Some of the chapters even seem absolutely unnecessary and I still don't get why Bran deserves to have his own POV, a kid who only did something relevant for the plot ONCE. And that could've been described in another person's chapter as well if I'm being honest.

Martin prioritizes very poorly, giving people that absolutely don't fuel the story line (Catelyn, Bran, Arya) their own chapters while it would've been more interesting to read about Cersei, Jamie or Joffrey. I'm obviously complaining on a very high level here.

The world of Westeros just sucks you in and you really won't want to leave once you started this. The characters got me hooked in the first place and it's just that perfect mixture of high fantasy and middle ages that just sucks you in. The books are bricks to read, but it's really not as bad as you might imagine, good things take time.


LIFE HACK: Don't Watch the TV Show

The main reason why I didn't enjoy this one as much as I enjoyed the first is the fact that I knew about the character deaths and overall plot lines. The TV show is so true to the books that some scenes are put 1:1 on screen. It just feels like you're reading a movie script and there is absolutely no tension and fun left that keeps you wanting to continue reading. I noticed how I started to skim pages, but then I kept going back because I was too scared of missing something important.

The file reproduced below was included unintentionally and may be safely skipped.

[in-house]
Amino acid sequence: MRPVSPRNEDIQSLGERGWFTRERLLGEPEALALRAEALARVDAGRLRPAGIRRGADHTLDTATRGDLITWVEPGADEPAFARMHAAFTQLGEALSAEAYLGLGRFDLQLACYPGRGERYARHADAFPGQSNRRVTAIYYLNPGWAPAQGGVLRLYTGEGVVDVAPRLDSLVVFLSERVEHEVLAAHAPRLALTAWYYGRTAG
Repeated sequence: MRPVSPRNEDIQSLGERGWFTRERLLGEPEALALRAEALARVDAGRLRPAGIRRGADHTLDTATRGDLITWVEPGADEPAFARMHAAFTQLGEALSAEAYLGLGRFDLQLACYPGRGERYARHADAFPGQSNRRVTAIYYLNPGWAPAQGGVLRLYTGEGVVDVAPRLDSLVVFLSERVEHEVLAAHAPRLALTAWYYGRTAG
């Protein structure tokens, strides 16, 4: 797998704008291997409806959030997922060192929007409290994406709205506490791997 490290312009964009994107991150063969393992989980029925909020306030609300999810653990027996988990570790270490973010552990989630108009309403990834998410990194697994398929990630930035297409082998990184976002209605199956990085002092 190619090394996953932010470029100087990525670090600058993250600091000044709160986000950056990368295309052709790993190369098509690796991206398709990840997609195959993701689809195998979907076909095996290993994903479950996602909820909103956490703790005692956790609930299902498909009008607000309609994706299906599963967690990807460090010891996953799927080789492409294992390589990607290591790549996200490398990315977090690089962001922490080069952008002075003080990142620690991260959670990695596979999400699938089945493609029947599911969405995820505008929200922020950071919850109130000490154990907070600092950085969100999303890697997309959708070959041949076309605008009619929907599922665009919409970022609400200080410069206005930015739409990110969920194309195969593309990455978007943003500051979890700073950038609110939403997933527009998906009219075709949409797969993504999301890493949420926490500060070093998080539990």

Rating:

★★★

 

Overall: Do I Recommend?

It's a good book, but not as good as the first one. Again, I think a lot of scenes could have been cut and a lot of background information is absolutely unnecessary. The whole history of the preceding kings is utterly unimportant and just confusing to the reader. There are already enough characters as there is - we don't need to have to try to keep in mind what this one guy who betrayed the king 200 years ago was like as a person. It's impossible to keep that many facts in your head and it destroys the fun in reading. 

I highly recommend NOT watching the show. The show is so true to the books and so detailed that you will get insanely bored and start to skim pages. 


Synopsis:
"Summers span decades. Winter can last a lifetime. And the struggle for the Iron Throne has begun.

As Warden of the north, Lord Eddard Stark counts it a curse when King Robert bestows on him the office of the Hand. His honor weighs him down at court where a true man does what he will, not what he must … and a dead enemy is a thing of beauty.

The old gods have no power in the south, Stark’s family is split and there is treachery at court. Worse, the vengeance-mad heir of the deposed Dragon King has grown to maturity in exile in the Free Cities. He claims the Iron Throne.
"

Die Herren von Winterfell (#1a) + Das Erbe von Winterfell (#1b)